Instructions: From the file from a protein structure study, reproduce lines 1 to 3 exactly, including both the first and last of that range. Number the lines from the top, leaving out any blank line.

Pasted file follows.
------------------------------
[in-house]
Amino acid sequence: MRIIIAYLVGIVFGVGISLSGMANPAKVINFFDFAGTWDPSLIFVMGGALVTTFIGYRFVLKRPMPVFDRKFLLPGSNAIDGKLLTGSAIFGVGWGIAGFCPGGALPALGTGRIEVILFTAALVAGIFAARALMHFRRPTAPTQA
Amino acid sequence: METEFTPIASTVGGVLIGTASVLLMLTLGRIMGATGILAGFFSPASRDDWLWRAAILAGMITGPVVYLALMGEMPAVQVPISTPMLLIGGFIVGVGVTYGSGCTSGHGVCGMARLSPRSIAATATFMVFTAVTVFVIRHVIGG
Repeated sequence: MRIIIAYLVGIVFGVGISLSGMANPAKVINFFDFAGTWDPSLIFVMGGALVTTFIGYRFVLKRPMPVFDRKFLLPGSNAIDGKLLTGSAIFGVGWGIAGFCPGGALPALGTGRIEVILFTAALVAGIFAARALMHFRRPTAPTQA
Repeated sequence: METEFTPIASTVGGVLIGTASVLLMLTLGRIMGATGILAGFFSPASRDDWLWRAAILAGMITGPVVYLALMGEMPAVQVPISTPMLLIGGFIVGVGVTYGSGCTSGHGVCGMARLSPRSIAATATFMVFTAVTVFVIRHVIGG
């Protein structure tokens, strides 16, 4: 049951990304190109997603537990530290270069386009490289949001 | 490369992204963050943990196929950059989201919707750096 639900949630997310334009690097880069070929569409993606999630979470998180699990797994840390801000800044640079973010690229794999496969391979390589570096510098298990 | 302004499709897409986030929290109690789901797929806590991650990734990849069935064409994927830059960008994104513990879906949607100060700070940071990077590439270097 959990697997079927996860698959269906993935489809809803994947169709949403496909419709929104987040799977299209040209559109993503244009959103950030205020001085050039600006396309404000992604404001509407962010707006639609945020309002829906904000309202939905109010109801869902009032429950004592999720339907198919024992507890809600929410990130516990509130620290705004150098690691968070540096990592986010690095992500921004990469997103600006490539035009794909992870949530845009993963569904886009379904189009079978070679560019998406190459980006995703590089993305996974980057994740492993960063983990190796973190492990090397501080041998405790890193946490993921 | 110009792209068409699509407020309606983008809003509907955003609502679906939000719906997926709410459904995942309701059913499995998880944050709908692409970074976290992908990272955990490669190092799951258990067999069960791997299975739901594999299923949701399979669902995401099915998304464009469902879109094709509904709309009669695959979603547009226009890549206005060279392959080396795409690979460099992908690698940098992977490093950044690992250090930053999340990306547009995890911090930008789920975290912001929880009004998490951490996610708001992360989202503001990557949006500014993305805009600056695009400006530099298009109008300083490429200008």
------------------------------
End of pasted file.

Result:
[in-house]
Amino acid sequence: MRIIIAYLVGIVFGVGISLSGMANPAKVINFFDFAGTWDPSLIFVMGGALVTTFIGYRFVLKRPMPVFDRKFLLPGSNAIDGKLLTGSAIFGVGWGIAGFCPGGALPALGTGRIEVILFTAALVAGIFAARALMHFRRPTAPTQA
Amino acid sequence: METEFTPIASTVGGVLIGTASVLLMLTLGRIMGATGILAGFFSPASRDDWLWRAAILAGMITGPVVYLALMGEMPAVQVPISTPMLLIGGFIVGVGVTYGSGCTSGHGVCGMARLSPRSIAATATFMVFTAVTVFVIRHVIGG